First, manually compact the soil under your future fire pit with a soil tamper. Check the area with a level and adjust as necessary, adding or removing soil as needed and tamping again. Make sure the excavated area is level. While doing this, check several positions within the circle to make sure your final project is level at the top row of blocks. Hold the tamper a few inches above the surface, drop it straight down and repeat the process.

Step 3 – Lay out the gravel

lay concrete blocks and pavers with rubber mallet

Next, pour a layer of gravel about 5 inches thick into the excavated area and level it with a garden rake. Wet the base and press the surface down. This is a good time to double check how level your chosen area is. A rubber mallet is really your best friend at this point because it allows you to make adjustments gently.

Step 4 – Lay out the patches

paving bricks in all directions of the sky at round fireplace in the garden build yourself

Lay the first row of blocks and small stones tightly and alternately around the edge of the pit. If slight adjustments are needed to align blocks and pavers, tap them with the rubber mallet. Leave four pavers only partially removed in the four cardinal directions. They will help hold the blocks in place and will be easy to remove later.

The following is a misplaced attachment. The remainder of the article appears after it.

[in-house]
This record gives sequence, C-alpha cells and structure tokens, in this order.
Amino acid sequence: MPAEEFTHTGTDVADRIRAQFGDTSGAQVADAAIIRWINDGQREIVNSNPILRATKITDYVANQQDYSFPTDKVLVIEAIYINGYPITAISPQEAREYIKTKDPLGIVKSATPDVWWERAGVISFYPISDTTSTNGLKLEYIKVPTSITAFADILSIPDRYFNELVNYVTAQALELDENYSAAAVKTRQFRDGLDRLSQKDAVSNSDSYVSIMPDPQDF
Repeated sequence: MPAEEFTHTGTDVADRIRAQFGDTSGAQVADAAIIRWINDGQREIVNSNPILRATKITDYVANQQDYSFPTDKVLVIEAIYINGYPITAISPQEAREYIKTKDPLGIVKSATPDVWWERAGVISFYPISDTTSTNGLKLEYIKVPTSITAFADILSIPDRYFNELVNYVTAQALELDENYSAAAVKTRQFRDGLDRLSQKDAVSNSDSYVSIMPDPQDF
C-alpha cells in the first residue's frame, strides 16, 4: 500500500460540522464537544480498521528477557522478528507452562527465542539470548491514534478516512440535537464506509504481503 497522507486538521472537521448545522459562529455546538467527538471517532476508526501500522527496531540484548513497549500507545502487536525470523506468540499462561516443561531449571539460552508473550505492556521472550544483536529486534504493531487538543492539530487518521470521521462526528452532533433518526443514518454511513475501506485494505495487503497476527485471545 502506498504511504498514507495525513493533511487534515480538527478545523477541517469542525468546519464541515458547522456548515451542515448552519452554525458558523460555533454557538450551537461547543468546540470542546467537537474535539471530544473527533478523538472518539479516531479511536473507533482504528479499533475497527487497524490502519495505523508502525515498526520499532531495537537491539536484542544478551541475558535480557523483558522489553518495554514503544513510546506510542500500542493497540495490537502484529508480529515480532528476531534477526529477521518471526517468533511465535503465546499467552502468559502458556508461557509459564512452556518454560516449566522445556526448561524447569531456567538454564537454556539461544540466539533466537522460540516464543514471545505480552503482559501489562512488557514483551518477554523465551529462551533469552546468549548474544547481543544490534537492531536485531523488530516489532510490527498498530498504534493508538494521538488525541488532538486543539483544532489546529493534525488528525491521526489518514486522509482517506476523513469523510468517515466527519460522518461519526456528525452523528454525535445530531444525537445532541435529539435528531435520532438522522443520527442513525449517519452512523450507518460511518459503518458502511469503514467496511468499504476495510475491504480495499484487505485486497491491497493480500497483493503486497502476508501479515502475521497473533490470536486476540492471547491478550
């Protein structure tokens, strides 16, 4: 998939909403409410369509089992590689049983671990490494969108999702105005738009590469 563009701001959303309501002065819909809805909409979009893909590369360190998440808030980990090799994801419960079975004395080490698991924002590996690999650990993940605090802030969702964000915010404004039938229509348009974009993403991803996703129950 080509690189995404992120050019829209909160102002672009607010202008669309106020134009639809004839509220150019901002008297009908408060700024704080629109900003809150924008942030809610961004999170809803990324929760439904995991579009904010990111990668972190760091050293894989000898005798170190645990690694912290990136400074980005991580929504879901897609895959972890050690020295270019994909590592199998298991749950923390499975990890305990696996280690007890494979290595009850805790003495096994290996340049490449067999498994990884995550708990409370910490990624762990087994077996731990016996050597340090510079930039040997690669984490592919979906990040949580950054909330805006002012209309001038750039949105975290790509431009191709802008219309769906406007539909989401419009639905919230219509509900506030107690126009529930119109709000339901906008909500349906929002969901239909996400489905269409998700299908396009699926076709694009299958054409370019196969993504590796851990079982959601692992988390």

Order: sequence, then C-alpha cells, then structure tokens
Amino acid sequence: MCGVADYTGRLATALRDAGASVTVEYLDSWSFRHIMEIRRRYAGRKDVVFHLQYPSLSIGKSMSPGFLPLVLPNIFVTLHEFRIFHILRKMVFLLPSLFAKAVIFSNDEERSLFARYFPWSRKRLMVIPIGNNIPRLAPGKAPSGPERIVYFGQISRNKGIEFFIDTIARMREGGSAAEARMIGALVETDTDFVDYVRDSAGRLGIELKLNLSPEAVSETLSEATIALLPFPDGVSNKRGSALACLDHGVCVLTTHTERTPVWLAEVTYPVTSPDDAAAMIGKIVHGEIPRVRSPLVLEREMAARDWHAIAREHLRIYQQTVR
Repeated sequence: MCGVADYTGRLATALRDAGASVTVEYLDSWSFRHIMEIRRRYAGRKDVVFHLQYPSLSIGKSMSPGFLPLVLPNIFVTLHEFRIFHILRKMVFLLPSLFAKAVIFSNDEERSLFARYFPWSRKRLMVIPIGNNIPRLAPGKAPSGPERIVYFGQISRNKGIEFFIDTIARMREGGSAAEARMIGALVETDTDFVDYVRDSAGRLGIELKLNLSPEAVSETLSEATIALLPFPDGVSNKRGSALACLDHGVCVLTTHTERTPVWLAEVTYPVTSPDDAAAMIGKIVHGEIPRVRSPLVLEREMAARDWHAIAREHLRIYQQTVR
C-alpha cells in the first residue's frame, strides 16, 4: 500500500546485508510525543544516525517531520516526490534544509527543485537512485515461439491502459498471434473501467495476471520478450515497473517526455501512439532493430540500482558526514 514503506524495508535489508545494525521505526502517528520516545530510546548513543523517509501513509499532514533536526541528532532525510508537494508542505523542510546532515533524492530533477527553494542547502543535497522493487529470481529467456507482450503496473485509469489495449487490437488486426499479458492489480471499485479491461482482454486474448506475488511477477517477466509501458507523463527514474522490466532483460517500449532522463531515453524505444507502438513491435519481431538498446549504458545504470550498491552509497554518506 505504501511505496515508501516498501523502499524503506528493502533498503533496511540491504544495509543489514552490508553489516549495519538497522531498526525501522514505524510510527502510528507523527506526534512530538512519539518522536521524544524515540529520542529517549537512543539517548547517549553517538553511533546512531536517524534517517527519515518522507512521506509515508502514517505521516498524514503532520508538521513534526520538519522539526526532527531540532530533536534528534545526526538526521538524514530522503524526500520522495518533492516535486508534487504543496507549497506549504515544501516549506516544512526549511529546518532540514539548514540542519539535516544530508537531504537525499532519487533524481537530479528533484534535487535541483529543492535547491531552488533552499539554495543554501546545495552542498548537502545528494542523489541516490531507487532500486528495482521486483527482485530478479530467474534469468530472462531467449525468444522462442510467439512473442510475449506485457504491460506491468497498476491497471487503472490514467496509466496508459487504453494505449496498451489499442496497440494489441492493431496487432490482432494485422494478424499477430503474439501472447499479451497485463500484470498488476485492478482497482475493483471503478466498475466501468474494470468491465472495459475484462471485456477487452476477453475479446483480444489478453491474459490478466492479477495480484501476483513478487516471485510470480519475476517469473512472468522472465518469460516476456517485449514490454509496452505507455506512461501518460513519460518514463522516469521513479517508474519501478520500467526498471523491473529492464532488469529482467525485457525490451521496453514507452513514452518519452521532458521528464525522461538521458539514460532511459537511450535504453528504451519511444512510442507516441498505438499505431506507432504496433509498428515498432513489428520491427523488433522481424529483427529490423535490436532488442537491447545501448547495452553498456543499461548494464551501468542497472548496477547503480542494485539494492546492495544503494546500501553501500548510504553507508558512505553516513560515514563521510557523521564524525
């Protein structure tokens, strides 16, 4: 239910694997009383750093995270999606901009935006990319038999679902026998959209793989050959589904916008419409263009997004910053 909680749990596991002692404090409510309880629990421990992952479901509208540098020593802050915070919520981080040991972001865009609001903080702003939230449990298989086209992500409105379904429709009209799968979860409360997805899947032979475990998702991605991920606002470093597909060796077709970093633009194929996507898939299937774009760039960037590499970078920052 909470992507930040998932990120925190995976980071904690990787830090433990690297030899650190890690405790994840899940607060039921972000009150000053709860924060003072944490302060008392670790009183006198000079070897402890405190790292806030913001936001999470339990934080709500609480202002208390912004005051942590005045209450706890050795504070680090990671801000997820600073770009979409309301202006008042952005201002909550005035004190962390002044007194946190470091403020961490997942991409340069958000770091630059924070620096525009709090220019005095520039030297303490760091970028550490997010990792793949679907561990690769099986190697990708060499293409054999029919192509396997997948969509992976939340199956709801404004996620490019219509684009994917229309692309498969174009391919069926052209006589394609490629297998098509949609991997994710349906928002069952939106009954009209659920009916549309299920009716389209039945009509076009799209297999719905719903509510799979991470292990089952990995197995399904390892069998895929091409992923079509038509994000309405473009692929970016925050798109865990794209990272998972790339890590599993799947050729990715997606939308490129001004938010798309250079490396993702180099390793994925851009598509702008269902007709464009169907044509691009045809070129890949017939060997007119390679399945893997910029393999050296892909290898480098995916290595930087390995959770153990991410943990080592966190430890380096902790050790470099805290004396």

Step 5 – Build the backyard fire pit yourself and provide airflow.

air flow when layering blocks in fireplaces important against smoke

Once you are done laying out the base, you can partially slide in every third block. These will eventually be removed in this first course. In addition, this method allows more airflow into the pit and reduces smoke. Also, make sure you use an adhesive with an all-weather formula. Then apply the second coat, staggering the joints with the first coat. You may need to move the second layer slightly to properly stagger the blocks and pavers. After everything is properly in place, attach the two courses with the adhesive. Once you have secured the second layer, you can remove the four inset bricks from the base layer.